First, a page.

X-TG’s New and Final Albums

The Final Report of X-TG has been leaked onto youtube.

For some background, X-TG is an incarnation of Throbbing Gristle (who were at the forefront of the electronic noise scene in the late 70s and the founders of Industrial Records, for which the genre Industrial takes its name) sans Genesis P.Orridge, who quit the band in the middle of a tour. The remaining members continued on briefly as X-TG without P.Orridge until the untimely death of Peter “Sleazy” Christopherson (also of Coil fame).

For awhile, I was a collector of all things TG and had amassed myself a pretty little collection, but lately have begun selling off chunks of it. Part of this comes from my own experience as an industrial musician who was involved in a spat with Genesis P.Orridge. My only real claim to fame was that Genesis P.Orridge very publicly shat all over my band’s facebook group, which was (though by no desire or inclination of my own) loosely TOPI affiliated. We were thus at the center of a (very) minor (and not the first) schism within TOPI, during which a handful of very active members of the online TOPI community very vocally left the ‘tribe’, condemning Genesis for her thought-policing and copyright of belief.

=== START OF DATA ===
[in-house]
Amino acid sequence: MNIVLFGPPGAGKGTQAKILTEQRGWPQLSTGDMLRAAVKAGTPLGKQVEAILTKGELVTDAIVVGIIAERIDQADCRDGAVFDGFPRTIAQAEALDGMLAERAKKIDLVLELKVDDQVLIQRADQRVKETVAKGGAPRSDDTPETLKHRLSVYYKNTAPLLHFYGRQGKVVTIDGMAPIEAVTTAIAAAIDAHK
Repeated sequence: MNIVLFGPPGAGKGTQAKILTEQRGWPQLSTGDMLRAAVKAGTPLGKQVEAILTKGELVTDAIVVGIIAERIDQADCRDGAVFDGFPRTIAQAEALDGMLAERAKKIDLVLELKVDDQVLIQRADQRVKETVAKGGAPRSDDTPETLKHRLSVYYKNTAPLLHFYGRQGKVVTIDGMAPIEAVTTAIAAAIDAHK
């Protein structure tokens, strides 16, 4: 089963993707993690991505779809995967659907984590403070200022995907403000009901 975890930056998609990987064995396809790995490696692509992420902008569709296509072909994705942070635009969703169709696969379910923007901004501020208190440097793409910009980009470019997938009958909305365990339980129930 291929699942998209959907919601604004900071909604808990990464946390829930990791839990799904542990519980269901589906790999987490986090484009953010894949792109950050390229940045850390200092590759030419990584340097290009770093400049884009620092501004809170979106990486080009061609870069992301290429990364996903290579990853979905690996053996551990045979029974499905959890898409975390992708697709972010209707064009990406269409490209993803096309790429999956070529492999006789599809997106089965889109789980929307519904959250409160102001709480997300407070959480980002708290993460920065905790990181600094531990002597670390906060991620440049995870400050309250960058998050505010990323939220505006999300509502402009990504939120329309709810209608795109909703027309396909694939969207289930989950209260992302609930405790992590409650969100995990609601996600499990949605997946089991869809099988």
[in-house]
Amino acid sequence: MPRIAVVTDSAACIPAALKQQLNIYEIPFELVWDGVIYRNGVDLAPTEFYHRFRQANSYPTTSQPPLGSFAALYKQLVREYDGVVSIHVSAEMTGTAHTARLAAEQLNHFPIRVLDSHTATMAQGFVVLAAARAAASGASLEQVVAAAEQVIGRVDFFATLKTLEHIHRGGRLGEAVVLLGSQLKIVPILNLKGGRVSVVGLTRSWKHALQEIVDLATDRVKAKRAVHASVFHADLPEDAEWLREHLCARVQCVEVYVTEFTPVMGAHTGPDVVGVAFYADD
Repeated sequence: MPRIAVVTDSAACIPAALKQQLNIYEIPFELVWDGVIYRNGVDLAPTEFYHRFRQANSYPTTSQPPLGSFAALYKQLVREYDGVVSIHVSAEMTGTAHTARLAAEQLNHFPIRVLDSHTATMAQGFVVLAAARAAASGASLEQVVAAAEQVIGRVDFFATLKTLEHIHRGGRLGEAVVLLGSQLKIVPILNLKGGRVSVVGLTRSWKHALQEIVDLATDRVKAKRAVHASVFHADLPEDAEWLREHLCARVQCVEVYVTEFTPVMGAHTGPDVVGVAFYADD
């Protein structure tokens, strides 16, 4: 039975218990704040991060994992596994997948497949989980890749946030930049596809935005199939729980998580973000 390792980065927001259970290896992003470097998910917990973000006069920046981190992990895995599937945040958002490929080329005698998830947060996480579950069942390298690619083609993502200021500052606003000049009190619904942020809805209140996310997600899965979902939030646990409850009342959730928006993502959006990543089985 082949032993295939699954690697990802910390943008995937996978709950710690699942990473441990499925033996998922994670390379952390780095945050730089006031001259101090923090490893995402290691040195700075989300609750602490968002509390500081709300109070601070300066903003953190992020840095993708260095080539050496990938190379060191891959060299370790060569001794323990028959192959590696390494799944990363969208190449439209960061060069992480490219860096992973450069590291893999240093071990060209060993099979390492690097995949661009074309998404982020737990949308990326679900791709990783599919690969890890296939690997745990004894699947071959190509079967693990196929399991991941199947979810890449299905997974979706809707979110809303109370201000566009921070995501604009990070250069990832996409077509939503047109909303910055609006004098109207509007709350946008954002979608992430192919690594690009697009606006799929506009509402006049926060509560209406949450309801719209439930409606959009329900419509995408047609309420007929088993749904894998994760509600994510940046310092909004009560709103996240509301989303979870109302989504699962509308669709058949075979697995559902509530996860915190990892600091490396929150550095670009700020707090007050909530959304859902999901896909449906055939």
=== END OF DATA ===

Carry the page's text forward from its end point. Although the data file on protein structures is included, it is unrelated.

I, for one, have always kind of hated TOPY/TOPI and thought it was hella stupid, and circumstances proved my skepticism of Genesis and her fan-atics somewhat justified.

But I have nothing at all against any of the other members of TG; Cosey Fanni Tuti was actually an early fan of mine and offered some much needed encouragement early on in my music career. Considering that in every interview I’ve heard her say how much she hates all the bands that were coming up through myspace and claiming to be industrial, her private message telling me she liked my sound meant even more.

But all of that said, I’m just not ‘feeling’ TG anymore. And the Final Report of X-TG and the total rework of Desertshore are no exceptions. You listen to them, and immediately everything you expect of a TG ambient jam is there. And it is predictable. And if there’s anything that industrial/noise should not be, it’s predictable. The Final Report meanders and wanders like a ghost; in some ways, this is appropriate, because it’s the funeral march for one of the most varied and innovative musical bodies of the 20th century. TG, however, can be hit or miss, and this is a miss.

Most of the original Desertshore ended up recycled and thrown together into Third Mind Movements, with Gen’s vocals stripped out, so in some ways that album was a disappointment to someone who’d had the Desertshore Installation. But now the new Desertshore just sort of languishes on, like it’s strung out on heroin. Gen’s vocals, mediocre as they were, are superior to guest vocals, and both versions are inferior to the original gothic masterpiece by Nico.

You can judge for yourself.